Drought continues, local farmer finds solution


Elizabeth Guthrie stands amongst her raised garden beds in Newcastle.

Jackson Sharp

Elizabeth Guthrie stands amongst her raised garden beds in Newcastle.

NORMAN — The drought in Oklahoma is anticipated to continue for several weeks, severely affecting the state’s agricultural economy.

There are four categories that classify drought: moderate, severe, extreme and exceptional. According to state climatologist, Gary McManus, 99.93 percent of the state is classified as being in severe to extreme drought – including Central Oklahoma.

“The winter wheat crop which is probably the most important crop in Oklahoma… That crop is suffering pretty bad right now,” McManus said.

Cattle raisers are also taking a hit, McManus said. Cattle stocks that graze on wheat have been unable to this winter and their owners have been forced to sell them off just to break even.

Farmers affected by drought can qualify for insurance relief but the amount they receive is often not enough to make up for what they lost, McManus said.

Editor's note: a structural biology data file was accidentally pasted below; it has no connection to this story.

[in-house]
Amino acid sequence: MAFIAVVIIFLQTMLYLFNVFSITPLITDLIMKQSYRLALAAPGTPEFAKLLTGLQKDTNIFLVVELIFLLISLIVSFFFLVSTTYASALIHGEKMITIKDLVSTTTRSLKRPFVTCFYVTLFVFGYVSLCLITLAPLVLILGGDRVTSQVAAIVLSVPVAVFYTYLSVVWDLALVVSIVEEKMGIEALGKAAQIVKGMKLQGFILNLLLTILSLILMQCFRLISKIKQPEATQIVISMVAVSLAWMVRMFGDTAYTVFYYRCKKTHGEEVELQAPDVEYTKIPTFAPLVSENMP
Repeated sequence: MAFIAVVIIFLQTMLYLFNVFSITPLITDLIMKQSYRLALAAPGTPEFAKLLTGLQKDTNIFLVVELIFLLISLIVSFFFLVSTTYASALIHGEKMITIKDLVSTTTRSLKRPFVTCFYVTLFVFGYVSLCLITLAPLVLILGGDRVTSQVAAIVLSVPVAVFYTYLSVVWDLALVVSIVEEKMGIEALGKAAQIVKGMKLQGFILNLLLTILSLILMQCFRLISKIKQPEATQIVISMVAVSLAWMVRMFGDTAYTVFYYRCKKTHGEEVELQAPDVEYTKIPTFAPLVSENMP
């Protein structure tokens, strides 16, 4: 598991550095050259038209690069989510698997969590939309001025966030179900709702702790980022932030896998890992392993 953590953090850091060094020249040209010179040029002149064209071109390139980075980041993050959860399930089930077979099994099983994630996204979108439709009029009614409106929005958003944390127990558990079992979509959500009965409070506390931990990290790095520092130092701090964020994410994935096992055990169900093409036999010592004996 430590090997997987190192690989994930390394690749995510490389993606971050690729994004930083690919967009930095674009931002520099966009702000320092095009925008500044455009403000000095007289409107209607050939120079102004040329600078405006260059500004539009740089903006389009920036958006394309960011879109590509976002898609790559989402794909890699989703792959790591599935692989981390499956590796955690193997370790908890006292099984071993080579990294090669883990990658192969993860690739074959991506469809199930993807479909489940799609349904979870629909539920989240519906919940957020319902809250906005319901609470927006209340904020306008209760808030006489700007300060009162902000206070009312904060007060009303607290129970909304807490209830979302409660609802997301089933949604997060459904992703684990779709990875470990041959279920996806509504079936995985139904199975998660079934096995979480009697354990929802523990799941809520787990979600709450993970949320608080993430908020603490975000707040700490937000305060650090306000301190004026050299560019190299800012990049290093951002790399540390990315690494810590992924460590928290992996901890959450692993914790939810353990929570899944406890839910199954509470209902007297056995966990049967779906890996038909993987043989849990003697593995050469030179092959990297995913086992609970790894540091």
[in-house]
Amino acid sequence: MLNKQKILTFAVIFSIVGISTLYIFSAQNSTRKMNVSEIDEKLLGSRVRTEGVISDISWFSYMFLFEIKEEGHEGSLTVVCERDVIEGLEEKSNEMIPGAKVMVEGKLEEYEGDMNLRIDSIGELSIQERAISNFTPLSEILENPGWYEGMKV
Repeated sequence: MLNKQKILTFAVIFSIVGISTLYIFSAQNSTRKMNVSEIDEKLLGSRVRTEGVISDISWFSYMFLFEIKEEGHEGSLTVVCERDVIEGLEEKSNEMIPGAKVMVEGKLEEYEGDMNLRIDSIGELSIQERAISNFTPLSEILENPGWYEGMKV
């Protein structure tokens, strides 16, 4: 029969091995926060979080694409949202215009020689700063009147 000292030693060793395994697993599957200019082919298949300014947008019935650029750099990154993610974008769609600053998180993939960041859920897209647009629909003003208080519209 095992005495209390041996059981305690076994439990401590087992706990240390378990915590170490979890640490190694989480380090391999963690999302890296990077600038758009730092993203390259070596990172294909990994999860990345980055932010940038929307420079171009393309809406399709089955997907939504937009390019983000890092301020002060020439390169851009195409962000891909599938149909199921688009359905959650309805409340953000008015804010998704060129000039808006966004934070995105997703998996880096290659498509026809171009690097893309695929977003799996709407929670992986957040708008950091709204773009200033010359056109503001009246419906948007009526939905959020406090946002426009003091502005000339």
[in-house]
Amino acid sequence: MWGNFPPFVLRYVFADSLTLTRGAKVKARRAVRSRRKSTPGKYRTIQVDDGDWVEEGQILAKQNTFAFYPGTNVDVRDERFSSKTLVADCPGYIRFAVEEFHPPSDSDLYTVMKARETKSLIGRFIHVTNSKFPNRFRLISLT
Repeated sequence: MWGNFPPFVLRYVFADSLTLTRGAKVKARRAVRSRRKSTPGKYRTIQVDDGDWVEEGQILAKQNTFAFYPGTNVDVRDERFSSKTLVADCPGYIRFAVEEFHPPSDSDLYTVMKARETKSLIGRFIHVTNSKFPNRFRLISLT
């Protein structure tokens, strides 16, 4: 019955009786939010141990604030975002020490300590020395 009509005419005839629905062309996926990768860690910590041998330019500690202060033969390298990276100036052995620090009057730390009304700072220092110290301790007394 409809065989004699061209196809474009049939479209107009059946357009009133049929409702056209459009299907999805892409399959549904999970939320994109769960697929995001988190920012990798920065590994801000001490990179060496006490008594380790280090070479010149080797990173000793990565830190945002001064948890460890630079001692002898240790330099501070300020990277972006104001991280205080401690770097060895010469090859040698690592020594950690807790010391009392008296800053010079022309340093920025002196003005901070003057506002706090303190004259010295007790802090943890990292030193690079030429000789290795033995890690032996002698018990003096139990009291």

One local farmer has found a solution for her crops when times are dry. 22-year-old Elizabeth Guthrie grows and sells vegetables locally in raised garden beds that she builds herself.

“A lot of times, during a drought, it will stunt the growth of the plant due to the heat that’s coming from it and lack of water,” Guthrie said.

The Newcastle resident says that growing any plant in a raised bed retains moisture better and the final product is of higher quality than crops rooted in the ground.

The method enabled her to be able to grow and sell more cucumbers for a lesser cost than farmers with large fields, Guthrie said.

According to McManus, the current drought began in fall of 2017 and is expected to remain through early spring.